To safely and effectively change human gut microflora, future research should highlight the complex hormonal, immunomodulatory and metabolic mechanisms underlying microbiota–host interactions in different tissues and candidate treatments should be evaluated in well designed trials with patient-oriented end-points.

The role of gut microbiota in mediating obesity and diabetes mellitus.

Research in animals and people suggests that a probiotic supplement may regulate the gut microbiota, thereby improving the prognosis for diabetes, and the mechanism underlying this phenomenon relates to a decreases in the inflammatory reaction and oxidative stress, as well as a decrease in leaky gut.

Fatty Acids, Gut Microbiota, and the Genesis of Obesity

Short-chain, saturated, and polyunsaturated fatty acids have an impact with respect to gut microbiota and health, presenting central and systemic effects associated with the genesis of obesity.

The human gut microbiome and its role in obesity and the metabolic syndrome

The data currently published suggest that specific changes in the gut microbiota occur in overweight or obese patients and are either positively or negatively linked with adiposity, inflammation, and glucose or lipid homeostasis.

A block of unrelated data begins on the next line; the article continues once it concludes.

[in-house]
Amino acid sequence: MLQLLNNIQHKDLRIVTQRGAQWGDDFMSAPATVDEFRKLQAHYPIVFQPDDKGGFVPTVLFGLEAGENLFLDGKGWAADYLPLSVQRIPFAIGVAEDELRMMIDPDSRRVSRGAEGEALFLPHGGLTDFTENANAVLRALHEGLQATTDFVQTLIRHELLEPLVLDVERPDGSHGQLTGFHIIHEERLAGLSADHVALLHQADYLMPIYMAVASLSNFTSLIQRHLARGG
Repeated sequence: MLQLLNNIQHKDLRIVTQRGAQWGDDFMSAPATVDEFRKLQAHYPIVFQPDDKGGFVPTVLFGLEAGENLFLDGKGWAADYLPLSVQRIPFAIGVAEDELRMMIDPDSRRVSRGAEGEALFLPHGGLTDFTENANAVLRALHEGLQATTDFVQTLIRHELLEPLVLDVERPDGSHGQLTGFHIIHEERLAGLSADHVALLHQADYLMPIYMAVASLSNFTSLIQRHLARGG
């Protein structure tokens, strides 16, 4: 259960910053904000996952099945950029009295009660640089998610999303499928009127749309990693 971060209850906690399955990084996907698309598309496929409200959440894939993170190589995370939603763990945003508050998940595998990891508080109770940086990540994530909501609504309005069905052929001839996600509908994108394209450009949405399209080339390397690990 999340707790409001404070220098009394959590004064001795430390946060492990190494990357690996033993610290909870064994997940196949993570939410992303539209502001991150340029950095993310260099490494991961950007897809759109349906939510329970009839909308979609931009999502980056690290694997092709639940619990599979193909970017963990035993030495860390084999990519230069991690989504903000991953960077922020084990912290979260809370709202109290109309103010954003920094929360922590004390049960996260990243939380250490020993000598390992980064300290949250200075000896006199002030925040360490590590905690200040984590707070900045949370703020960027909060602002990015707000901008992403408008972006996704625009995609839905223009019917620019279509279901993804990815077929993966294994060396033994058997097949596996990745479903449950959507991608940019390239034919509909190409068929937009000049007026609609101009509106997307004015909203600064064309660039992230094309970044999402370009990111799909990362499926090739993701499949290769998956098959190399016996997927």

Changes in Gut Microbiota Control Metabolic Endotoxemia-Induced Inflammation in High-Fat Diet–Induced Obesity and Diabetes in Mice

It is found that changes of gut microbiota induced by an antibiotic treatment reduced metabolic endotoxemia and the cecal content of LPS in both high-fat–fed and ob/ob mice, demonstrating that changes in gut microbiota controls metabolic endotoxinemia, inflammation, and associated disorders by a mechanism that could increase intestinal permeability.

Metabolic Endotoxemia Initiates Obesity and Insulin Resistance

It is concluded that the LPS/CD14 system sets the tone of insulin sensitivity and the onset of diabetes and obesity and lowering plasma LPS concentration could be a potent strategy for the control of metabolic diseases.

The gut microbiota as an environmental factor that regulates fat storage.

It is found that conventionalization of adult germ-free (GF) C57BL/6 mice with a normal microbiota harvested from the distal intestine of conventionally raised animals produces a 60% increase in body fat content and insulin resistance within 14 days despite reduced food intake.

Mechanisms underlying the resistance to diet-induced obesity in germ-free mice